Of the various nations exploring new fighter procurements, Indonesia and Malaysia appear to be the furthest along in this process. With that said, strained budgets have in some cases stalled or curtailed procurement initiatives, and in some cases has encouraged fleet upgrades. Looking towards the southern hemisphere, Australia has acquired 24 Boeing F/A-18E/F Super Hornet fighters as a replacement for their General Dynamics F-111C ground attack aircraft, and to supplement the RAAF’s fleet of legacy McDonnell Douglas/Boeing F/A-18A/B/C/D Hornets. According to the RAAF, no new major upgrades to the legacy F/A-18A/B Hornets are currently planned; however they will be maintained to ensure they remain operational. Currently the F/A-18A/B Hornets are due to be phased out at the end of 2021 as the last F/A-18A/B Squadron switches to the F-35A. The Australian Government approved procurement for the F-35A stands at 72 aircraft to replace the 71 ageing F/A-18A/B fleet. The following quotation was made by Air Marshal Leo Davies, chief of the RAAF in July 2015: “The F-35 replaces nothing. It changes everything … It is quite simply the smartest platform we have ever operated. In particular, it will sweep up an unprecedented volume of information regardless of its nominal mission. We must design or adapt the rest of our air force to be fully able to exploit this capability and to analyse and disseminate this information in a timely and relevant manner.”
Away from Australia, India has numerous fighter programmes underway. The country, through Hindustan Aeronautics Limited (HAL), is collaborating with Sukhoi to develop the T-50 PAK-FA, known locally as the Fifth Generation Fighter Aircraft (FGFA). This programme has seen delays primarily due to Indian fiscal constraints, but both countries remain engaged and plan to induct the aircraft into their forces in the coming years. Meanwhile, HAL has designed and built the Tejas Mk.1/1A fighter. On 17 January 2015, the first Tejas Mk.1 was officially inducted into the Indian Air Force (IAF), with final operational clearance expected by mid-2016. Over 200 Tejas Mk.1/1A fighters are expected to be built for IAF. The Indian and French Governments are currently in the process of finalising the acquisition of 36 Dassault Rafale-B/C fighters. The IAF has additional MRCA requirements, so companies like Saab are enhancing their presence in India to position their JAS-39E/F Gripen to meet the government’s ‘Make in India’ indigenous production requirement. Similarly, Lockheed Martin has stated that if successful in a future competition, it would be willing to produce F-16 variants in India.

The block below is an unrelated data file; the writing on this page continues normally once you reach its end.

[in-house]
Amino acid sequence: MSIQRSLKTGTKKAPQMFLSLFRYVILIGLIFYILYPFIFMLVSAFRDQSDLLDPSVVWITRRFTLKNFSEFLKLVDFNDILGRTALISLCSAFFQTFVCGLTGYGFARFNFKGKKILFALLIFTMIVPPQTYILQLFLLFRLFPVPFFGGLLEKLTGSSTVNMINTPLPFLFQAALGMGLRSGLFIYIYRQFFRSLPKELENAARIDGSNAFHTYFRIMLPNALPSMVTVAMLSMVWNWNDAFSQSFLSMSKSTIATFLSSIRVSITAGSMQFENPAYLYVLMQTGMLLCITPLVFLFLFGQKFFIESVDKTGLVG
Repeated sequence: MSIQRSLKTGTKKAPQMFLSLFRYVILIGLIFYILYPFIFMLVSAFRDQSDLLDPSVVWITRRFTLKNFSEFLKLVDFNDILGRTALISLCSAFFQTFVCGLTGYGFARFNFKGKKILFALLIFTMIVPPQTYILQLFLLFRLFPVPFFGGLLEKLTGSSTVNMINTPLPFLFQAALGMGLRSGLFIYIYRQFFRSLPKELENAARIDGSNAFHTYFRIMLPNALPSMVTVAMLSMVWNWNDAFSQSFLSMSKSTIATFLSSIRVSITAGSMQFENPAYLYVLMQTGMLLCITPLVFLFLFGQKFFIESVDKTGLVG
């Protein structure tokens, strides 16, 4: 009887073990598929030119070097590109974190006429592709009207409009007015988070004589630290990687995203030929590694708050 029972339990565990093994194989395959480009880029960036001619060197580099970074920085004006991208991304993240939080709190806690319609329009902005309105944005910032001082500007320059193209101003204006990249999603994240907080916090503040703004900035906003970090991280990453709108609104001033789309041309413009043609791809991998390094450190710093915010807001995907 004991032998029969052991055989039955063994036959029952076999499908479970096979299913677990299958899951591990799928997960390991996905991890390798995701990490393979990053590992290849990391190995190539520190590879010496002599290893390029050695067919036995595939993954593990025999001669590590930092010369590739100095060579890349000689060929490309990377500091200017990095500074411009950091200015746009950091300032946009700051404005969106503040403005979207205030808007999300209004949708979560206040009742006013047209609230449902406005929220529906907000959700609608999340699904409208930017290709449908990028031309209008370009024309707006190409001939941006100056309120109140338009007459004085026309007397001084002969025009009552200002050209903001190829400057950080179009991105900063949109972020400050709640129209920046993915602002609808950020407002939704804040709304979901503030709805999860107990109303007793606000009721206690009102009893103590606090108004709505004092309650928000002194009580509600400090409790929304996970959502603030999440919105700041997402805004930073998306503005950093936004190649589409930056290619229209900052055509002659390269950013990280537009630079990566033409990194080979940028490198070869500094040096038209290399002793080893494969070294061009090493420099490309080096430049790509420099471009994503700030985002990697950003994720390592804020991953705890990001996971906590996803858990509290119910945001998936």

Like India, Indonesia is looking for new aircraft, primarily to replace its Northrop Grumman F-5E/F Freedom Fighters. The Tentara Nasional Indonesia-Angkatan Udara (TNI-AU/Indonesian Air Force) shortlisted five candidates for the replacement comprising Rafale-B/C, Eurofighter Typhoon, F-16V, JAS-39E/F Gripen, and the Sukhoi Su-35 Flanker. In September 2015, defence minister Ryamizard Ryacudu announced that Indonesia had chosen the Su-35 Flanker-E. The Indonesian MoD’s proposed F-5E/F replacement programme offers an opportunity for Indonesia to not only acquire a new fighter, but also to capitalise on the successful industrial relationship which has developed between PT Dirgantara Indonesia (PTDI) and Airbus, Eurofighter’s parent company. With the Spanish Government’s offer to transfer a fully functioning Eurofighter Final Assembly Facility to PTDI, along with all the associated technologies, there is a strategic opportunity for Indonesia to acquire, for the first time, an industrial capability in advanced fighter aircraft.
Away from south-east Asia, Japan is a F-35A customer. Having ordered 42 aircraft, most will be built by Mitsubishi Heavy Industries. Japan’s first F-35A is being manufactured in Fort Worth, Texas, and will be delivered in the latter half of 2016. Meanwhile the first Japanese-assembled F-35A will be rolled out in 2017. On the F-15J front, Boeing described to AMR the potential correlation of the Advanced F-15 (see above) as an upgrade for Japan’s F-15Js. “Boeing is working closely with the government of Japan and industry partners like Mitsubishi Heavy Industries to offer an upgrade to the current JASDF F-15 fleet and keep those aircraft mission effective well into the middle of the 21st century,” said Jim Armington, vice president of global sales in Japan, Boeing’s defence, space and security division. “Keeping the Japan F-15 squadrons updated with the USAF’s modernised F-15C/E fleets also maintains strong interoperability for Japan… Features like an AESA, the Digital Electronic Warfare Systems and an expanded weapons carriage also maximizes air-to-air capabilities to defend Japan and its sovereign territories.”